Chicken vs. Turkey, Round 2
Duck is better than either one, so why don't we eat more of it? Cost, baby, cost.
In the great chicken vs. turkey debate, a friend writes in with further data to support turkey lovers:
Consider how we deal with other fowl.
Duck certainly has a lot more flavor than either chicken or turkey, but it is far less available, more perishable (hence sold frozen) and substantially more expensive (4-8x more expensive than chicken). Similarly, other domesticated or farmed fowl is both more expensive and less available, regardless of taste. An average goose is roughly the size of a medium turkey, but offers less meat and more bone per pound of live weight. But the ultimate determining factor is that it is simply more expensive.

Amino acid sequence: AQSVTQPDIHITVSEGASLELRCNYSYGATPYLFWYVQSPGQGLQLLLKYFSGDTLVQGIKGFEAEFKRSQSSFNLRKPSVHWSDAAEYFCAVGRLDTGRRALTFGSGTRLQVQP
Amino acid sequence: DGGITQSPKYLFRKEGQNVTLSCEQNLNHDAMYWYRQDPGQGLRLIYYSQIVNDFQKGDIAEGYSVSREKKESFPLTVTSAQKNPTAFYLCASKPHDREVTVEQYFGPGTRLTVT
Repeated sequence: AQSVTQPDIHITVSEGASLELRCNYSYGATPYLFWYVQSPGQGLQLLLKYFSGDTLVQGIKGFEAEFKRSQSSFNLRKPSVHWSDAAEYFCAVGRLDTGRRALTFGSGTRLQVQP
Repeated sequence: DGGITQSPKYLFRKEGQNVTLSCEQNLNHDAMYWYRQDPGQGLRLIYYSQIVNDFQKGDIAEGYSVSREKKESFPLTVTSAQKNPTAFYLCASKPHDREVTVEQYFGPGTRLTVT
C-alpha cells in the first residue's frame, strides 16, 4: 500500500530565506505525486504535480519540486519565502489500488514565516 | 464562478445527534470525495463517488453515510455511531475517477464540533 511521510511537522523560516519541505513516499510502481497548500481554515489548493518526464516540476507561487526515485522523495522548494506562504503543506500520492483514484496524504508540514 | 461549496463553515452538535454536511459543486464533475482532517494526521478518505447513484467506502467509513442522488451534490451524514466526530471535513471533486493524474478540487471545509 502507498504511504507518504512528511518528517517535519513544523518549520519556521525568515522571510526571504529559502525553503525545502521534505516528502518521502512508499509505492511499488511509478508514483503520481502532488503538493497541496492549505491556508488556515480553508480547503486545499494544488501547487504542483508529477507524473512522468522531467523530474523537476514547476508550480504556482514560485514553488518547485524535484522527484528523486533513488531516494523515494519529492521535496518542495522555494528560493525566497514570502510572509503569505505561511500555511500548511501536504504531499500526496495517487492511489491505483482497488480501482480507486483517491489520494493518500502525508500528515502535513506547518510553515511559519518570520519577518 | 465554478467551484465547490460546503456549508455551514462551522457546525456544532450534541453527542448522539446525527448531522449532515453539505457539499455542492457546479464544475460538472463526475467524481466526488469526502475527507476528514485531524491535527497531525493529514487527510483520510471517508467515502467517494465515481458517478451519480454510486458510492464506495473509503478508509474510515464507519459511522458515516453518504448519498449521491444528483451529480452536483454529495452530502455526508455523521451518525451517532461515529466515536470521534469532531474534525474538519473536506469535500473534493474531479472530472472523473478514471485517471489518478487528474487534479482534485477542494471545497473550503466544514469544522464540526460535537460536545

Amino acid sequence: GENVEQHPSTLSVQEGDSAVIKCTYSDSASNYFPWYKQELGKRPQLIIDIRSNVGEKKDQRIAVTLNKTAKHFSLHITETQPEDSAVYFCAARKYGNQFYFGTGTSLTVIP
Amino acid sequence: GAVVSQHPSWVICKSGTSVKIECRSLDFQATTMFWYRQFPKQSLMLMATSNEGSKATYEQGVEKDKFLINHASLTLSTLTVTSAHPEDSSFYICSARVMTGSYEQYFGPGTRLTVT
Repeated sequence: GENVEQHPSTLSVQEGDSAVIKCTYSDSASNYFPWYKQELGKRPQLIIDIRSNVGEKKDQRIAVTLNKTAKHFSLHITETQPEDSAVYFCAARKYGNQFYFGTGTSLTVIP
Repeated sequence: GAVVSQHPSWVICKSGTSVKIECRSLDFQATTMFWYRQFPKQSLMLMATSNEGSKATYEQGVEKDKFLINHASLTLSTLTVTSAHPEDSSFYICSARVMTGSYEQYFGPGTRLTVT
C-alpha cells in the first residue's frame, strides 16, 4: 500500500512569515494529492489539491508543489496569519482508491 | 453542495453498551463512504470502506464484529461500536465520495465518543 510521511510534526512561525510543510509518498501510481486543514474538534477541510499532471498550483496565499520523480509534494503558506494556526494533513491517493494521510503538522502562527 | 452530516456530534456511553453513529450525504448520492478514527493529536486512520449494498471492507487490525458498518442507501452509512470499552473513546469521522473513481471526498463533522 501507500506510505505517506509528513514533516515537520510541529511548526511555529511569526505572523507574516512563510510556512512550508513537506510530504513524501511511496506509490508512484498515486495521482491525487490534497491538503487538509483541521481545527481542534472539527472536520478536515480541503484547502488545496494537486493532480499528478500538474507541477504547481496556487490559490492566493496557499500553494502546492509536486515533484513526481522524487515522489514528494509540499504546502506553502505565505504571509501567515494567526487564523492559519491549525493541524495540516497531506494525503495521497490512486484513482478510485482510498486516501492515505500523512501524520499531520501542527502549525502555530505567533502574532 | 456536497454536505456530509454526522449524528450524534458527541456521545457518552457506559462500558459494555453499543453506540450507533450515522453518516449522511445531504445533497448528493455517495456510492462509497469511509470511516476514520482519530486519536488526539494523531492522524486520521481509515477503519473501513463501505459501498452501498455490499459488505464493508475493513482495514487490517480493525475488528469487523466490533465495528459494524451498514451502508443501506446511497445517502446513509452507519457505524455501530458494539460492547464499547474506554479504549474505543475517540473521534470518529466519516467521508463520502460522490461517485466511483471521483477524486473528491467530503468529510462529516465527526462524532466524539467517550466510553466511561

Game birds, such as guinea fowl, partridge, pheasant, quail, squab, cornish hens and a variety of ducks (as opposed to the standard Muscovite) are harder to raise, are inefficient meat sources and are supremely more expensive than both chicken and turkey, which is why we tend to save them for holidays and other special meals, if we eat them at all. No one in his right mind would argue that they are flavorless, and few would worry about their relative taste value compared to chicken, despite frequent personal dislikes of the particular flavors.
In other words, chicken isn't objectively tastier, it's just cheaper and easier to farm, in addition to being more convenient for consumers. So ignore the turkey haters and enjoy your leftovers today.